PALM BEACH GARDENS, Fla. — Daniel Berger wasn’t flawless. He just kept avoiding big problems, which almost nobody has managed to do at PGA National this week.
That’s why he remains the leader of the Honda Classic.
Berger started with a three-shot lead and ended with a five-shot advantage, after his round of 1-under 69 moved him 18 holes away from winning a tournament a 15-minute drive from his home.
Only 13 of the 73 players who made the cut shot below par Saturday. Nobody went low, and unless Berger starts making many mistakes, somebody is going to have to on Sunday in order to deny him a fifth PGA Tour victory.
Lowry had the day’s best round — and that was just 3 under.
“I’ve drove the ball in play and I’ve managed to putt pretty good,” Lowry said. “My putting felt pretty average at the start of the week. I found something as the week went on.”
He needs to find something more.
Or more specifically, hope that Berger misplaces something.
“Obviously you want to go out and catch him tomorrow, but I don’t think you can go and catch anyone on this golf course,” Lowry said. “You just need to do your thing and shoot the best score you can and hopefully it will be somewhere near good enough.”
“It played a lot tougher today,” Kitayama said.
There were hints that Berger might come back to the pack, starting from his first tee shot of the day when he pulled the ball into the left rough. The left rough awaited him on No. 4 as well, as did a greenside bunker on No. 7.
He saved par each time, and again on No. 10, when he two-putted from 65 feet to keep the card flawless. The only mistake came on the last, his lone bogey of the day.
Kirk was the closest for a while, just three shots back as he headed to the par-4 14th. But a trip into the trees led to a double-bogey, and Berger backed off his putt before coolly rolling in a 5-footer to save par yet again.
Armed with a five-shot lead, Berger went for it at the par-3 15th, the start of the three-hole stretch known as the “Bear Trap” that typically frowns on aggression. He went at the flag, kept the ball below the wind and watched it settle 7 feet from the hole.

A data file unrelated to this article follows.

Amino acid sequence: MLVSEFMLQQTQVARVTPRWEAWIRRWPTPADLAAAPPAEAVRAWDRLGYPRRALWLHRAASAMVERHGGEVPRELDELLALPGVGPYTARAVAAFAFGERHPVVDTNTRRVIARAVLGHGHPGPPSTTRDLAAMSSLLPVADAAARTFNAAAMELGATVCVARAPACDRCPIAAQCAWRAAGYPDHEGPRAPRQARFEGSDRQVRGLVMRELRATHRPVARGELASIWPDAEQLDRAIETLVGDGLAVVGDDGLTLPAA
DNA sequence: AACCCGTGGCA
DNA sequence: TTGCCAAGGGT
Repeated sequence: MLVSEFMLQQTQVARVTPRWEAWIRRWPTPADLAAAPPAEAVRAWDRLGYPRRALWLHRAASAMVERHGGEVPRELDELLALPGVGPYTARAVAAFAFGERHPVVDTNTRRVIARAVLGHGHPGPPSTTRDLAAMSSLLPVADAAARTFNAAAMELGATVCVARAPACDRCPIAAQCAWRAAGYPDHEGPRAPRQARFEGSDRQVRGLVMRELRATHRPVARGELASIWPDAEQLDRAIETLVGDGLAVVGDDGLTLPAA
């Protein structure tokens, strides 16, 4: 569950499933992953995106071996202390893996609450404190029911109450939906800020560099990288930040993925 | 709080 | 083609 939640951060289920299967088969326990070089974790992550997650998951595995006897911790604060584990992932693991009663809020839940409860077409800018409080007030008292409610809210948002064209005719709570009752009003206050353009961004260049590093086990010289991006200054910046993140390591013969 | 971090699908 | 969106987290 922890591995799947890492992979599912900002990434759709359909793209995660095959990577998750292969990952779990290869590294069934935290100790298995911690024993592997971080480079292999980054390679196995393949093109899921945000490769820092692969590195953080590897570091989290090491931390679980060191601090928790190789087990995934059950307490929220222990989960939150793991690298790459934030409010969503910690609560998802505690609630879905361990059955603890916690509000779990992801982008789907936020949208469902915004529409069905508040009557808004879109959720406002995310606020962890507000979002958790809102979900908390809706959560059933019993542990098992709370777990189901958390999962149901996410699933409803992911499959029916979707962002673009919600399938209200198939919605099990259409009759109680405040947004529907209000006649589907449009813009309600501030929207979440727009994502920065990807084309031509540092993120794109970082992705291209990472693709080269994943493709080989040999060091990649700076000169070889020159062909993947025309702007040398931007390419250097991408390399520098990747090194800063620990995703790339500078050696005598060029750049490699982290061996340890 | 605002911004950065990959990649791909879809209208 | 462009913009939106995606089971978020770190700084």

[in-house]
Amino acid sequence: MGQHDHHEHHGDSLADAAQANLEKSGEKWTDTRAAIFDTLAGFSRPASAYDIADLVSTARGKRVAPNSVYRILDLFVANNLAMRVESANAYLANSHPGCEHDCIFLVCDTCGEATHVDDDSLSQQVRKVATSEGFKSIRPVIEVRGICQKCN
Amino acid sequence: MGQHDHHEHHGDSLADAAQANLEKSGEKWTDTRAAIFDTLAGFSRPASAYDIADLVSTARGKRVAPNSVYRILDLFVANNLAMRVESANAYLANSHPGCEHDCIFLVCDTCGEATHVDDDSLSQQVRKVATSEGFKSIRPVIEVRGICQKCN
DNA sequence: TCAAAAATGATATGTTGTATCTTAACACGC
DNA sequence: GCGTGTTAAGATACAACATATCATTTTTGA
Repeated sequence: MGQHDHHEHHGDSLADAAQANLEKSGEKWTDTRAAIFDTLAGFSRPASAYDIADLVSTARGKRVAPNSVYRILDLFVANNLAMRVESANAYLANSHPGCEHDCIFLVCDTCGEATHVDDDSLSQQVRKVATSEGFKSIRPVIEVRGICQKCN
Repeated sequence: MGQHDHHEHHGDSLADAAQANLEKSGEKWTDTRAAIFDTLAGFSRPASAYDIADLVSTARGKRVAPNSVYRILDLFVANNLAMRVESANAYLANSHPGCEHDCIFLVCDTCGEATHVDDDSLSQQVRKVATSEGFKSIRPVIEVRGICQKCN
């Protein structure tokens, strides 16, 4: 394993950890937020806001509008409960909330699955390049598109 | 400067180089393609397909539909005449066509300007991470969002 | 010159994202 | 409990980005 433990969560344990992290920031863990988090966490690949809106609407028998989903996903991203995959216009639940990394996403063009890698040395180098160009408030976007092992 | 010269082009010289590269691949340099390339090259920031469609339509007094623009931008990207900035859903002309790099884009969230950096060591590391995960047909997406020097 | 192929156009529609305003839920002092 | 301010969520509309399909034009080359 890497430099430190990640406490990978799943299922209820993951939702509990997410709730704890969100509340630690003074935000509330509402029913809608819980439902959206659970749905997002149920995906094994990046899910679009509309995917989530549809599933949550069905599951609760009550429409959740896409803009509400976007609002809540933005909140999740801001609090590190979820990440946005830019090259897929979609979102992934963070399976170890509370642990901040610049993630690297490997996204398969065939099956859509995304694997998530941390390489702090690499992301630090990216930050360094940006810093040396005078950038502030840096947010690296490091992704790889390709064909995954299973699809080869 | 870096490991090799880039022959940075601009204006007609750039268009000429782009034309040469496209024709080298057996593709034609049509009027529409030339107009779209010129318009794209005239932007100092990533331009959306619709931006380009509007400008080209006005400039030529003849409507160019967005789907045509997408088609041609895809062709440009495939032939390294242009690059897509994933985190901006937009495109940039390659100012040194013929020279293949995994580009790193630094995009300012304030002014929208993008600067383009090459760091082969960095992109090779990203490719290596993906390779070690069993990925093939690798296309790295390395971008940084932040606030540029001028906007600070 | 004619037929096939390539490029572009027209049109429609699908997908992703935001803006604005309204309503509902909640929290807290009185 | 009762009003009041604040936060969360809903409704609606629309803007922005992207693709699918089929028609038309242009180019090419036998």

The birdie putt was center-cut, getting him to 12 under – six shots ahead of the nearest challengers at that moment.
Kozan was perhaps the day’s biggest success story. He waited 12 hours to play four shots, then played 68 more shots in the next three hours or so.
Kozan stopped play on the par-5 18th fairway Friday night because of darkness, a wise move since he needed par to make the cut. After five hours of sleep, he was at the course by 5:40 a.m. Saturday to warm up and resumed play at 6:47. He used a couple short irons to get to the green from about 260 yards out, then two-putted for the par that allowed him to make his first PGA Tour cut.
That was at 6:59. At 7:35, he teed off in a solo group to begin the third round and at 10:51, he rolled in a 4-footer for birdie to end a third round of 2 under 68.
“Nothing to lose,” Kozan said.
And quite a bit to gain.
Kozan’s biggest check as a pro so far is $29,333 for finishing second last year at the Korn Ferry Tour’s qualifying school. He could top that Sunday; anyone finishing alone in 43rd or better at the Honda is assured at least $30,000, and Kozan was tied for 19th.